Sarah twice cited in print this week

Journalists alluded to Sarah in the New York Times and Entertainment Weekly this week. 

The July 22 issue of Entertainment Weekly lists Sarah as one of five Tweeters to follow for “funny, snarky, and actually insightful commentary” during the weeks of the Republican and Democratic national conventions.


And Frank Bruni’s op-ed piece (“The Citrusy Mystery of Trump’s Hair”) in the Sunday New York Times (7/17/16) quotes Sarah’s description of Donald Trump’s hair hue: “Tuscan surprise.”


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Pics: Sarah sips in NYC 7/13/16

Sarah was seen out walking and having lunch in New York City yesterday.




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Sarah to judge roast battle 7/28/16

Sarah and Jimmy Kimmel will both be among the judges in Comedy Central’s Jeff Ross Presents Roast Battle, according to Entertainment Weekly. The four-night special will broadcast from Montreal Just for Laughs, July 28 to July 31. Other judges will be David Spade and Anthony Jeselnik.


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Tix: Sarah at Largo 8/13/16


Tickets are now available for Sarah’s August date of “Sarah Silverman and Friends” at Largo in Los Angeles. She does that show once a month when she’s available.  In August she’ll be there on the 13th.

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Pics: Sarah strolls as she mends



Despite the bandana covering her face, we’re glad to see Sarah was out walking in Beverly Hills today after her surgery and week hospital stay.


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Sarah’s doc describes affliction

This is what one of the doctors who treated Sarah’s epiglottitis told ET during an interview today:

     Dr. Rob Huizenga spoke to ET about Silverman’s life-threatening condition called epiglottitis, a bacterial infection of the upper part of the larynx, which required surgery.
     “Epiglottitis can be a fatal disease, because this tissue is sitting right on top of your windpipe,” Huizenga told ET. “If it swells from a burn or an infection, suddenly the whole mechanism of getting air from your mouth into your lungs is closed off unless you literally put a tube past that blockage into the lung.”
     The procedure was especially stressful for Silverman as her blood pressure was too low for her to be fully sedated, meaning she was conscious through the ordeal.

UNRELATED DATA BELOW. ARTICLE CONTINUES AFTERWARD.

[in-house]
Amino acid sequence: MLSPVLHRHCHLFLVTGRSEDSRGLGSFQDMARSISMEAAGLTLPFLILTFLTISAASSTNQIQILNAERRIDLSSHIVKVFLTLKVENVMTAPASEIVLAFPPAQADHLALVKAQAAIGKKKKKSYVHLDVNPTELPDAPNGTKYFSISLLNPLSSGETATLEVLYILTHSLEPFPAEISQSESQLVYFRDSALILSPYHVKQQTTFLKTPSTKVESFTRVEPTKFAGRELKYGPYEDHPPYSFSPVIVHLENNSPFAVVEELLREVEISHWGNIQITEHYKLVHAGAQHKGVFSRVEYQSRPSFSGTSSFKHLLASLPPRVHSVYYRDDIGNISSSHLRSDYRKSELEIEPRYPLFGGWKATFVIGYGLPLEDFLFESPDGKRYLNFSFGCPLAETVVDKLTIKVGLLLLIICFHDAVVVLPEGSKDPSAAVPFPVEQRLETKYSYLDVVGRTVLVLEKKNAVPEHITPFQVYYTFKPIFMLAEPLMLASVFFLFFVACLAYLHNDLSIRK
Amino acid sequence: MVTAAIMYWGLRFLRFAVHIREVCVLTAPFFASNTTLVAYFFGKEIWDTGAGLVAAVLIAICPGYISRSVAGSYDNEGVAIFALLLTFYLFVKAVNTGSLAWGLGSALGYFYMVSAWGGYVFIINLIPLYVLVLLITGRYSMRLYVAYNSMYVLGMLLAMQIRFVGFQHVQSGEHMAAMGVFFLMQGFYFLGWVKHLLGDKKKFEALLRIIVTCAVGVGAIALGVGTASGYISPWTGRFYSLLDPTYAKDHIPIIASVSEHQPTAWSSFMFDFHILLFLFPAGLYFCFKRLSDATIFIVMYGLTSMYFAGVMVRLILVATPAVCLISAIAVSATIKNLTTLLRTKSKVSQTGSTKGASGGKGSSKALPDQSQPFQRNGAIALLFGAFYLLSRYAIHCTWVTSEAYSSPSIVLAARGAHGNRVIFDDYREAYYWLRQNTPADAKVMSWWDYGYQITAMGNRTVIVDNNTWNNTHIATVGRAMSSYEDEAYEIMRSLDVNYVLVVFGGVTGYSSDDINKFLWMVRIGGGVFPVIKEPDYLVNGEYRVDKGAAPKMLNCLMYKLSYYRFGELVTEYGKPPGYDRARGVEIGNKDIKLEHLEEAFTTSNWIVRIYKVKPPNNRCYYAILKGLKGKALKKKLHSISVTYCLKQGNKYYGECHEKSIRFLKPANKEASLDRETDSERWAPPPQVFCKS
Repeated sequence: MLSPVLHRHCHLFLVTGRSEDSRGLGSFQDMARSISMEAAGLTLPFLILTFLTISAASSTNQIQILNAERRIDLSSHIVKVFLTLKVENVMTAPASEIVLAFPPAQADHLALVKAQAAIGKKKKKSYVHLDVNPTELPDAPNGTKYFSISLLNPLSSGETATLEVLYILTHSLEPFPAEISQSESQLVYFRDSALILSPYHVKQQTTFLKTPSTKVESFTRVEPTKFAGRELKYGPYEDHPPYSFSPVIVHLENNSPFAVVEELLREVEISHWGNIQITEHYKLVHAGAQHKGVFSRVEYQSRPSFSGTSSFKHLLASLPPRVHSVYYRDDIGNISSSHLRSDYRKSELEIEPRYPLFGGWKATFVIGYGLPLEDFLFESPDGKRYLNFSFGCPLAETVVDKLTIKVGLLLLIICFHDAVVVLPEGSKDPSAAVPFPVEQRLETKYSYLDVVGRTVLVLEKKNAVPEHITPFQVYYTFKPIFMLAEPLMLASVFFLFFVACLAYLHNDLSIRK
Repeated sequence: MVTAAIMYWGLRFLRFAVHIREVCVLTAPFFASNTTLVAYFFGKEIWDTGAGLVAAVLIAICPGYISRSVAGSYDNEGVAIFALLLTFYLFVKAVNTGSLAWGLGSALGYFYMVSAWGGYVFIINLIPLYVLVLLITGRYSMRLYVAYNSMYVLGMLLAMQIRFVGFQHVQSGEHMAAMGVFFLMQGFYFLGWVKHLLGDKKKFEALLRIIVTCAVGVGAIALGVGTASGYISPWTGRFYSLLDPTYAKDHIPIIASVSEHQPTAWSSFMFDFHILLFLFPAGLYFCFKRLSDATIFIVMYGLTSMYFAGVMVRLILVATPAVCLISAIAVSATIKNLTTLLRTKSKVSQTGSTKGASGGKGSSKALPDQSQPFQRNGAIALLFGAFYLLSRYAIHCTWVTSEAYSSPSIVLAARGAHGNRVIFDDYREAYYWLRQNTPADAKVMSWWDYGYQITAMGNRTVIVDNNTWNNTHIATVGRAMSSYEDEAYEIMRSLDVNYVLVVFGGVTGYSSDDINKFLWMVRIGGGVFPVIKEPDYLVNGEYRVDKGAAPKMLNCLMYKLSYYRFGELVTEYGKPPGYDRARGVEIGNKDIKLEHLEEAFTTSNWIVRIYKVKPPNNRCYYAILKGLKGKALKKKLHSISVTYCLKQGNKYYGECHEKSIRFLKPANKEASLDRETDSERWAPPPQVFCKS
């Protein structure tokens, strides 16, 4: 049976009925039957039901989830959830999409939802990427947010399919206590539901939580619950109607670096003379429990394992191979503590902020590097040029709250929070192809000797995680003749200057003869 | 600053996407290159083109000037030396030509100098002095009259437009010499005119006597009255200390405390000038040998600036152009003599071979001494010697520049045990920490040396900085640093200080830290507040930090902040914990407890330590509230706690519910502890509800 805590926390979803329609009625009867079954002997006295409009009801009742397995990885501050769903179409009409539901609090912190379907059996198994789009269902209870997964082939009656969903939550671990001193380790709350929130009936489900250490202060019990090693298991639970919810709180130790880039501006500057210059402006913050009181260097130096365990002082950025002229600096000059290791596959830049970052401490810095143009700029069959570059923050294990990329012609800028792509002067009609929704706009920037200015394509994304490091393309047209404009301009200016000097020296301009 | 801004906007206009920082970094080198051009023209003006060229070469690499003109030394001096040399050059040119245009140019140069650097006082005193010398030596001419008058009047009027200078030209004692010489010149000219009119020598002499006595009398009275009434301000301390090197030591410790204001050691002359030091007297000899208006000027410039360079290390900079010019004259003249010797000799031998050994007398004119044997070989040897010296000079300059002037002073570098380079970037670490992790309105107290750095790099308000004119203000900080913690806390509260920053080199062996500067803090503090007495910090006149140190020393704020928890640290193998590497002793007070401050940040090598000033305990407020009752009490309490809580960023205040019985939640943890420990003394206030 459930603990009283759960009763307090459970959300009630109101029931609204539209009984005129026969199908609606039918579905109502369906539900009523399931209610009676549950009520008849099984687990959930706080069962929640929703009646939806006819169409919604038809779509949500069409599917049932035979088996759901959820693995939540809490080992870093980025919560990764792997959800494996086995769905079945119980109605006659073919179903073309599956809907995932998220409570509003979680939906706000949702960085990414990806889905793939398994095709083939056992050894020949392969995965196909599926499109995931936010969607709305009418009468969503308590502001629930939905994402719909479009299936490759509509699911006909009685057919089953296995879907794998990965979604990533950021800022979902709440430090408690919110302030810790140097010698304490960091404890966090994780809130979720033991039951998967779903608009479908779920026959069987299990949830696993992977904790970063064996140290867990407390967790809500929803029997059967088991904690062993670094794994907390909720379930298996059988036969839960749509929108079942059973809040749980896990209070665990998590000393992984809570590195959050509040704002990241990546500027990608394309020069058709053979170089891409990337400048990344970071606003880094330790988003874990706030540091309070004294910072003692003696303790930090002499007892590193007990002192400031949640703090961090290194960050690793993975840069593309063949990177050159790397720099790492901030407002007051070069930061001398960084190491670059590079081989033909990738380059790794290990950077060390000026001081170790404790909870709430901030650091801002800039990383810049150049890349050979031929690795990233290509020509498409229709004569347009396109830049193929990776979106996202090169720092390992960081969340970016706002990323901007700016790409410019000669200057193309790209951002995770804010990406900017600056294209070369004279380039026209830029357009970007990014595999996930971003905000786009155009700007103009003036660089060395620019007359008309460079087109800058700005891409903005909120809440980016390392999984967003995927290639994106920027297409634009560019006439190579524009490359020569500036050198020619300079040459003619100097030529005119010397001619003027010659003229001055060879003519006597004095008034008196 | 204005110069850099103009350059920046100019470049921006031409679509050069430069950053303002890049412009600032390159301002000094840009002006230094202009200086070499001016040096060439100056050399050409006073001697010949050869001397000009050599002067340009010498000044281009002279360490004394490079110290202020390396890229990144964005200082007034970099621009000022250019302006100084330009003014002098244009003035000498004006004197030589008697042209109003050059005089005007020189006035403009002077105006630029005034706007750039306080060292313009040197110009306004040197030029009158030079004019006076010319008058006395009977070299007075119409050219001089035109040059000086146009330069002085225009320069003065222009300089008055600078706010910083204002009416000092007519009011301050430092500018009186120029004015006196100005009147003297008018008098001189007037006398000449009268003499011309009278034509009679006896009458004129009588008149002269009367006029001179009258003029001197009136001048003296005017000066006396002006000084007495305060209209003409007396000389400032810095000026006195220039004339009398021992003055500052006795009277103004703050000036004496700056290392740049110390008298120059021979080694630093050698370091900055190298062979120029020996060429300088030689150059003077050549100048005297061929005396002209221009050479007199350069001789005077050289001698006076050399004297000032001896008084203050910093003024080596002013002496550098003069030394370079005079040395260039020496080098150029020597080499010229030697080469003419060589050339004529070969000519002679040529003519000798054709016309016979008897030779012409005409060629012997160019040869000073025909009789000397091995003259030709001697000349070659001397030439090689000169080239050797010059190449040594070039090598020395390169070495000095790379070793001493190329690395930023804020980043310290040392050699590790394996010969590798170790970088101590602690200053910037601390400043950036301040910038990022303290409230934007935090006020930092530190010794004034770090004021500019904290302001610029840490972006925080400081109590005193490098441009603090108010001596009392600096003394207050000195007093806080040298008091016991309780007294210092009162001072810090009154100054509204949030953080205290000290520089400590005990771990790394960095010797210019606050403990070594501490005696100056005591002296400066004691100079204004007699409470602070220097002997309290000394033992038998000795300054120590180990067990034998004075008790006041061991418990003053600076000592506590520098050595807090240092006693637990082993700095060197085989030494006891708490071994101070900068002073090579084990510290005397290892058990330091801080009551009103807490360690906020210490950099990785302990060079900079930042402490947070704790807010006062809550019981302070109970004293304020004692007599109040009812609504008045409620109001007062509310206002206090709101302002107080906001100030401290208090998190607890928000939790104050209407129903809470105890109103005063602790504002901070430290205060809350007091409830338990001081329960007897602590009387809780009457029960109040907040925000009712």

“It can be very freaky and very scary because you’re awake and alert, but because the tube goes through your vocal cords, you can’t phonate,” Huizenga said. “You can’t make any sounds. You can’t talk.”


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Sarah surfaces after serious health battle

070616heartEditor’s Note: We have been holding back back posting the news about the announcement that Sarah will be getting a star on the Hollywood Walk of Fame, as well as the Disney official announcement of a Wreck-It Ralph sequel– both because we knew something serious was happening with Sarah and we wanted to wait for word about that. Here, finally, is word. Sarah posted the following on Facebook today:

     Hi. This is me telling everyone in my life at once why I haven’t been around. This will not interest everyone so feel free to disregard.
     I was in the ICU all of last week and I am insanely lucky to be alive. Don’t even know why I went to the doctor, it was just a sore throat. But I had a freak case of epiglottitis.
     I owe my life to Dr. Shawn Nasseri, Dr. Robert Naruse, Dr. Rob Huizenga, every nurse, and every technician & orderly at Cedars who’s punch-the-clock jobs happen to save human lives on the regular.
There’s something that happens when three people you’re so close to die within a year and then YOU almost die but don’t. (That was me. I’m the one that didn’t die.) It’s a strange dichotomy between, “Why me?” and the other, “Why me?”
     They couldn’t put me fully to sleep for the recovery process because my blood pressure’s too low. I was drugged just enough to not feel the pain and have no idea what was happening or where I was. They had to have my hands restrained to keep me from pulling out my breathing tube. My friend Stephanie said I kept writing “was I in an accident?”
     When I woke up 5 days later I didn’t remember anything. I thanked everyone at the ICU for my life, went home, and then slowly as the opiates faded away, remembered the trauma of the surgery & spent the first two days home kind of free-falling from the meds / lack of meds and the paralyzing realization that nothing matters. Luckily that was followed by the motivating revelation that nothing matters.
     I’m so moved by my real-life hero, Michael, and amazing Sissies (blood & otherwise) & friendos, who all coordinated so that there wasn’t a moment I was alone. It makes me cry. Which hurts my throat. So stop.
Anyway there are some funny stories too.
     I couldn’t speak for a while and I don’t remember a lot of my “lucid” time, but Amy (the Zvi) told me I stopped a nurse – like it was an emergency – furiously wrote down a note and gave it to her. When she looked at it, it just said, “Do you live with your mother?” next to a drawing of a penis.
Also, when I first woke up and the breathing tube came out, I still couldn’t talk and they gave me a board of letters to communicate. My loved ones stood there, so curious what was going to be the first thing I had to say. They followed my finger, rapt, as I pointed from letter to letter until I finally spelled out, “Did you see ‘Hello My Name is Doris.'”

I love you all. Your friend,


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